Presumably, they tried to poison Gebrev and his son Hristo in April 2015 with Novichok. The Bulgarian prosecutor's office accused an employee of the GRU of attempting to kill him.
The Finnish VERIFIN laboratory, where the businessman's analyzes were sent, is one of five in Europe accredited by the organization for the prohibition of chemical weapons and work with biomaterials. She determined that the poison with which the arms dealer was poisoned contained organophosphates that were banned by the OPCW. According to The Insider, Gebrev himself has repeatedly asked the laboratory to provide analyzes to the Bulgarian law enforcement agencies and add the storage period, but received no response. At the same time, laboratory staff claim that they do not have samples, despite the fact that they must be stored for five years, that is, until June 18 of this year. Didn't help Gebrev to get samples and appeal to the office of the Prosecutor General of Finland. The businessman fears that they have been destroyed.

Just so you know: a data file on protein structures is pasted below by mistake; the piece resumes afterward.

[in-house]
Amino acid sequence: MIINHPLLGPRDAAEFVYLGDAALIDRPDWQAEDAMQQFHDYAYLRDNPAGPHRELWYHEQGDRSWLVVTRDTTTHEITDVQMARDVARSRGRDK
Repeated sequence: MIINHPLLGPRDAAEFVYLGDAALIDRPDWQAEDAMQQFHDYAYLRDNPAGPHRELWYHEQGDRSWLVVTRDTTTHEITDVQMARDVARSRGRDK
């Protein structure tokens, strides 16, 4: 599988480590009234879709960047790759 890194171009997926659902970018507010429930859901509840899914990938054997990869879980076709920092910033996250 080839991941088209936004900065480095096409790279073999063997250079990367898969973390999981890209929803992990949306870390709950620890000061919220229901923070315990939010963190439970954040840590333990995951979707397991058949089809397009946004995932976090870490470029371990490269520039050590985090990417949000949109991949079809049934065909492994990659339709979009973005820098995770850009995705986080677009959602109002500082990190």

Let us remind you that the doctors of the Charite clinic, where the Russian oppositionist Alexey Navalny is being treated, turned to the Bulgarian colleagues who treated Gebrev. They believe that the Russian politician was sent with a similar substance as the businessman from Bulgaria.
Meanwhile, President of Belarus Alexander Lukashenko called a falsification statement by German Chancellor Angela Merkel that Navalny had been poisoned. He told Russian Prime Minister Mikhail Mishustin about the intercepted conversation between Berlin and Warsaw, from which it follows that "there was no poisoning of Navalny". In turn, the German Cabinet called Lukashenko’s words “untrue”.